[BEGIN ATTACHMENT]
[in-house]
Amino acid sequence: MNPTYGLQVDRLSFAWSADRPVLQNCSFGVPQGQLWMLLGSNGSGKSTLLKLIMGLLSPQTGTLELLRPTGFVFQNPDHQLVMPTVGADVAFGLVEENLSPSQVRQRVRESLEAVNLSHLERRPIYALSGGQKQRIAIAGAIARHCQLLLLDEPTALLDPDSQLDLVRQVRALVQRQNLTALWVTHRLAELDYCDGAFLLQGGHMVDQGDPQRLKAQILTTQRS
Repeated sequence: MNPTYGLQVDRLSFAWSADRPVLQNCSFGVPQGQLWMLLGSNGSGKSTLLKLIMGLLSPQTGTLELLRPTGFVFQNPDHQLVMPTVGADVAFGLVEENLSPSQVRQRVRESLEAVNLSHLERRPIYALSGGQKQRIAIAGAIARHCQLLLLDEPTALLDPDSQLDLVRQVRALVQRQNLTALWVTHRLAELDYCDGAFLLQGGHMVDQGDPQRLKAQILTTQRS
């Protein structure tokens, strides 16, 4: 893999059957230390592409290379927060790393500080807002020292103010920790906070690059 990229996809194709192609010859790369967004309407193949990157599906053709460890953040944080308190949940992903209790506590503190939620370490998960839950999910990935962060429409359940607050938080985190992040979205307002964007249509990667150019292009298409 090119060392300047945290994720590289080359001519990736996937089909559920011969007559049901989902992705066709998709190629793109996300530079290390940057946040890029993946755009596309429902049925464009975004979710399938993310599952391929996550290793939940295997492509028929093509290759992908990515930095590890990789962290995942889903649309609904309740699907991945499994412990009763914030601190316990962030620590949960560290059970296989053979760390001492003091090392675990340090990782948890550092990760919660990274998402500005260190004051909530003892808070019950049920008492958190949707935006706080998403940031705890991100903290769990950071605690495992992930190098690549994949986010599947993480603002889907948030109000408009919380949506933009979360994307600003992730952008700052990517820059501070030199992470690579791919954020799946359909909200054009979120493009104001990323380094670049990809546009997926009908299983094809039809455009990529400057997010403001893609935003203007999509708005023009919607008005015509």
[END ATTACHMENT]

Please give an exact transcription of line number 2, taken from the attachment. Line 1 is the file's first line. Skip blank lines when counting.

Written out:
Amino acid sequence: MNPTYGLQVDRLSFAWSADRPVLQNCSFGVPQGQLWMLLGSNGSGKSTLLKLIMGLLSPQTGTLELLRPTGFVFQNPDHQLVMPTVGADVAFGLVEENLSPSQVRQRVRESLEAVNLSHLERRPIYALSGGQKQRIAIAGAIARHCQLLLLDEPTALLDPDSQLDLVRQVRALVQRQNLTALWVTHRLAELDYCDGAFLLQGGHMVDQGDPQRLKAQILTTQRS